|Red-bellied black snake
|Frogs are a favourite but also takes fish, lizards , other snakes (including its own species) and sometimes mammals
|Up to 12 years
|Adults attain an average length of about 1.2¬¬–1.5m, although the species can grow longer
The red-bellied black is one of the Australia’s most commonly encountered snakes. If you live in one of the eastern mainland states and like bushwalking or even just live near urban bushland, chances are you will have come across one these stunning-looking reptiles.
It’s usually quite an easy snake to identify with the back of its head and upper side of its body a glossy black, contrasted by a light-pink to bright-red underside. It is venomous and potentially deadly to people and several people every year are bitten in Australia by this species. But there has never been a recorded death from a red-bellied black snake in Australia.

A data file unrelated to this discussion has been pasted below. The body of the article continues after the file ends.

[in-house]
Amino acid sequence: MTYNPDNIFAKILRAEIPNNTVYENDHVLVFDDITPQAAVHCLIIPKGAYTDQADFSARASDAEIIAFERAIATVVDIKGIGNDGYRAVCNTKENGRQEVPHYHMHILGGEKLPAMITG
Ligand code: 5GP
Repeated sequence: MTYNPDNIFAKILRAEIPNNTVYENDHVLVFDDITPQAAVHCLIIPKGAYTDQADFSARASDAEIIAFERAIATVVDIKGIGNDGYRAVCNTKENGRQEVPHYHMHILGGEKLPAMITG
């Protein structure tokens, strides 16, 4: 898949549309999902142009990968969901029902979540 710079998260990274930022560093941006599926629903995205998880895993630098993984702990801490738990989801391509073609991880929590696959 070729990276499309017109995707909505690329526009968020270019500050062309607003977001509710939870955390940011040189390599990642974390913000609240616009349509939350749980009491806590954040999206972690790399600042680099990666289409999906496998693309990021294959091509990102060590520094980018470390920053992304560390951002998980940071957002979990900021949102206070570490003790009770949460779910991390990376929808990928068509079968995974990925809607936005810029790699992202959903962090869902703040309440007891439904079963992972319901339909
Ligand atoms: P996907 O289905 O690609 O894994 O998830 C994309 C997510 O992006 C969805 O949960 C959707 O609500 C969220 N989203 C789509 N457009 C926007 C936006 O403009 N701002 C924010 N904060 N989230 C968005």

These reptiles are accomplished swimmers and will even hunt in the water. In fact, they’re usually found not far from water, where they can hunt for their favoured prey – frogs. The much-publicised decline in frogs during recent decades could also be having implications for red-bellied black snake numbers. The species is also threatened by feral cats, poisonous introduced cane toads and urban development.
The red-bellied black is normally a placid species and will usually move away if it hears you coming, although if it’s cornered or feels threatened it will behave aggressively. You’re particularly likely to encounter one during the spring mating season when males will travel widely looking for females and will fight other males for mating rights.
Females give birth to live young – up to about 18 at a time – and groups of pregnant females are known to associate together in a shared nest at night. It’s not been confirmed why they do this, but a possible reason is protection from predators.